The flowers (not the leaves and stems) contain small quantities of alkaloids that can cause liver damage or cancer if taken in large quantities. Use only as directed and for short periods of time (one to two weeks). Do not use in pregnant animals or pets with liver disease.
Lobelia may be useful in certain respiratory condition in dogs and cats, including bronchitis and asthma, and as a general respiratory stimulant.
While useful for respiratory problems, lobelia can act as a nervous system depressant. This may make it useful for pets with excess nervous system stimulation, such as those with epilepsy or hyperactivity.
While generally safe, at high doses lobelia can cause vomiting. An active ingredient in lobelia has nicotine-like actions. It should not be used during pregnancy or lactation, and care should be used if combined with other supplements or medications that can depress the nervous system.
Feverfew contains several chemicals; the major one of interest is the lactone parthenolide. For many years, it was assumed that this was the active ingredient. Numerous articles were published explaining that parthenolide caused platelets to release serotonin and reduce the synthesis of prostaglandins, leukotrienes, and thromboxanes. Based on this premature explanation, authors complained that samples of feverfew on the market varied as much as ten-to-one in their parthenolide content.
However a study found that an extract of feverfew standardized to a high-parthenolide content is entirely ineffective. Apparently, this high-parthenolide extract lacked some essential substance or group of substances present in the whole leaf. What those substances may remain mysterious.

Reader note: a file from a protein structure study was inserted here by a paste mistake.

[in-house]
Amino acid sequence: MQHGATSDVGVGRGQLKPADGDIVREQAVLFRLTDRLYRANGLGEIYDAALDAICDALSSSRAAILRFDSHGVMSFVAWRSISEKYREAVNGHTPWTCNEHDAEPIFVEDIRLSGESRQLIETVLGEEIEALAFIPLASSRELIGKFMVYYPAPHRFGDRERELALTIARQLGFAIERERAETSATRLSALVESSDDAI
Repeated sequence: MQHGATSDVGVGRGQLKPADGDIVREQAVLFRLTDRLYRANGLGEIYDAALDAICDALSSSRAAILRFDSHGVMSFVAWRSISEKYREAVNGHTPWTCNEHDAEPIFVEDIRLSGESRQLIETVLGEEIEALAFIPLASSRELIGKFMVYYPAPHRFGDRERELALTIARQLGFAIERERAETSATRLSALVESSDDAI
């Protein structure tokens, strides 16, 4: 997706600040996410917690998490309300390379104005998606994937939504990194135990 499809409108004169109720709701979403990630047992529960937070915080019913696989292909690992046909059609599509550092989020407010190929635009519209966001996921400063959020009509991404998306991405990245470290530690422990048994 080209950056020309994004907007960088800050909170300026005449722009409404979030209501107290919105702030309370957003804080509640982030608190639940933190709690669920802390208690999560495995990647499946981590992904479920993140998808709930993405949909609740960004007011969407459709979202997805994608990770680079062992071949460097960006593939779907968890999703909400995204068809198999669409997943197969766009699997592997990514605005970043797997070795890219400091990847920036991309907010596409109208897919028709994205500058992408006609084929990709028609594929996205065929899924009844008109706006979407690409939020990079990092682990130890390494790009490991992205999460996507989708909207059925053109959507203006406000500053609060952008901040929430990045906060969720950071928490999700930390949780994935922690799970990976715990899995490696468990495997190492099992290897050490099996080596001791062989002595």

Therapeutic Uses Feverfew is often recommended in people with migraines and for its anti-inflammatory effects, which help pets with asthma. It might also be of benefit for pets with arthritis. This herb inhibits platelet clumping and inhibits the formation of histamine and serotonin, which may be of benefit to pets with asthma or allergies. It contains (especially the flowers and upper stems) pyrethrins and can be used as a natural flea control rinse.
It may be useful as a safe “aspirin substitute” in cats as it does not contain salicylic acid.
Avoid during pregnancy to prevent abortion. The fresh foliage can cause mouth ulcers, and only the dried herb should be used. Feed a test dose first to check for oral irritation and sensitivity. Do not use internally for more than one week at a time. Do not use in pregnant animals.
Do not use in animals with platelet problems or bleeding disorders.
Safety in young children, pregnant or nursing women, or those with severe kidney or liver disease has not been established; similar warnings probably apply in pets.
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Shawn Messonnier, DVM
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Shawn Messonnier DVM Past Supporting Member, Oncology Association of Naturopathic Physicians Author, the award-winning The Natural Health Bible for Dogs & Cats, The Natural Vet’s Guide to Preventing and Treating Cancer in Dogs, and Breast Choices for the Best Chances: Your Breasts, Your Life, and How YOU Can Win The Battle!